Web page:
A new industrial revolution is on the way!
With the ever tighter squeeze on company profits from the ever increasing raise in wages, UK businesses are replacing more and more operations with technology or a cheap ‘hidden’ imported workforce.
This is actually happening all over the world, slowly in some places and quickly in others. Lets focus on the UK for the moment.
After the second world war, our country created a benevolent society; where the needy are supposed to be supported. The concept being that the taxes collected from the parts of society that were working, contributed to supporting those that could not work – for reasons of health or other situation.
At the beginning, it worked. For example, our health service improved and could be provided to all – free at point of delivery.
More recently we see many examples of a part of our society that cannot make ends meet – many of those actually classed as working poor (in work, but not enough income to support a basic lifestyle). There are people who have reasonable jobs who still need to receive top-up benefits, just to break even. Some don’t and struggle to heat their homes or put food on the table. I’m not going to get into the debate here about those who appear to be getting more than their fair share of benefits or the amount of fraudulent claims.
With the gap between the very wealthy and the less well off becoming ever wider, maybe now is the time to start thinking of how everyone can make a decent living in our society.
In a BBC article about 2017 tech trends: ‘A major bank will fail’, By Matthew Wall, there is a section on the ‘automation’ of the workplace.
‘…automation continues its takeover of manufacturing, the big question is what new jobs there will be for all these redundant workers.
We’ve already seen how the effects of globalisation and automation have stirred up voters in the US and potentially across Europe this year. [and UK with Brexit]
Could there be a new Luddite revolution brewing? After all, who benefits most from cheaper production? It’s certainly not the poor.
“We’re going to start confronting some hard truths about technology and the labour force,” says Tien Tzuo, founder of subscription technology platform Zuora.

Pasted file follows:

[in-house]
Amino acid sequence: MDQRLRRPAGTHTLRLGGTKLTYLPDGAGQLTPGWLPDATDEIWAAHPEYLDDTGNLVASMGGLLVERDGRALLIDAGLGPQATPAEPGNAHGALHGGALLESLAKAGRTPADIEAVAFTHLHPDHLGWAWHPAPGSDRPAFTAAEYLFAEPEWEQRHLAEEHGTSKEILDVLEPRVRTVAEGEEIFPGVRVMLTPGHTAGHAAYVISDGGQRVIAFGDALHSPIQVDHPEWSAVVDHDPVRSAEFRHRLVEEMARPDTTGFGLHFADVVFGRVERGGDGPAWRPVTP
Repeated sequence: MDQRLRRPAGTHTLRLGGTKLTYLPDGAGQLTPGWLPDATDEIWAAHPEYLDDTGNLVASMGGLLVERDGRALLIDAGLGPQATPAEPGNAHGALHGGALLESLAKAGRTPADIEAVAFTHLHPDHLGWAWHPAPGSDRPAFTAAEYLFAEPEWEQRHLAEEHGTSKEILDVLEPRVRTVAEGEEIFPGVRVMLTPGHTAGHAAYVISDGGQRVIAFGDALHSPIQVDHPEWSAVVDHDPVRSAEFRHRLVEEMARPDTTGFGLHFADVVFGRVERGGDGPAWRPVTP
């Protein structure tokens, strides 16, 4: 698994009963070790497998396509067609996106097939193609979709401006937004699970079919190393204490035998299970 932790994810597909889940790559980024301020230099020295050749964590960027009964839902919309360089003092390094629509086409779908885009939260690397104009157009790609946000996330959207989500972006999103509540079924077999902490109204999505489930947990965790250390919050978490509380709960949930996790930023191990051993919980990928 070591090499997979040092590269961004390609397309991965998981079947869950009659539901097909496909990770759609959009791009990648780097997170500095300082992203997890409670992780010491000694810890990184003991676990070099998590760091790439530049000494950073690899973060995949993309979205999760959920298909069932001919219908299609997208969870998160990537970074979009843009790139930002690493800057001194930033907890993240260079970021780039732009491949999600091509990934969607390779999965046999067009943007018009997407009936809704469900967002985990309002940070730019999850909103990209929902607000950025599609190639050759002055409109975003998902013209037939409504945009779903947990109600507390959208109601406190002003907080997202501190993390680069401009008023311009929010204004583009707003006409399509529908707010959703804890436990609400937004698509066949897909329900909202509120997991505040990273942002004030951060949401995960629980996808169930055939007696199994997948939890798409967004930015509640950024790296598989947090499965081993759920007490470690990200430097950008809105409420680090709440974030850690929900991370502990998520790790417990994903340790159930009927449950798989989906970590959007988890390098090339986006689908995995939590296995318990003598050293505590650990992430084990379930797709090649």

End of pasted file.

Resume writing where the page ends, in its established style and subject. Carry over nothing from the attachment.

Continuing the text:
“We’re going to have to figure out how to create jobs for people in this new economy, and if there literally are going to be fewer jobs, then we’ll need to establish some sort of living standard or basic income for people.”
So 2017 could also be the year the world is forced to deal – finally – with the tangible impacts of technology upon human society.’
We cannot continue to just increase wages, not many businesses can afford it. Also, not many business owners are receiving the rewards that the media portrays.
I believe we need to start looking at how we will ensure that all of our people have a valued and valuable life. One of the key aspects for the well-being of the human soul, is hope – for without hope, what is there?
I feel that our world is creating a ‘celebrity status’, where people are held in high regard for being famous, not necessarily for what they contribute; at a cost to our world as a whole. At what point will we say, enough is enough.
The fundamental problem is that our nation is not receiving as much income, to provide our ideal of supporting everyone, as we choose.
Unless we have some changes as to how we run our nation, we are going to see more cuts.
There is an argument that there is sufficient money, but that it is distributed unfairly. This is a difficult one – Why should we despise a banker for getting a massive salary yet be happy for a football player to earn more in the first week of the year than the average person earns in a whole year?
Apart from our possibly skewed values on how much certain people are worth, it seems that we have a culture of ‘I’m alright jack’ rather than the supportive communities we used to have.
Whatever we decide, we cannot bury our heads in the sand anymore.
Ask yourself, are we going to continue to bumble on, oblivious of the impact of deprivation caused to a strata of our society?
Maybe the ‘real world’ debates need to focus on the legacy we are leaving for future generations?
Whilst there is still plenty of employment at certain levels, those jobs replaced by machines have left a UK generation feeling that they don’t have much opportunity.
Great Britain is still one of the world leaders in innovation, so let’s see what we can come up with for our society.
Finland has already started looking at this problem.
Come on Great Britain, let’s work out how every able UK citizen will actively contribute to the benefit of the nation.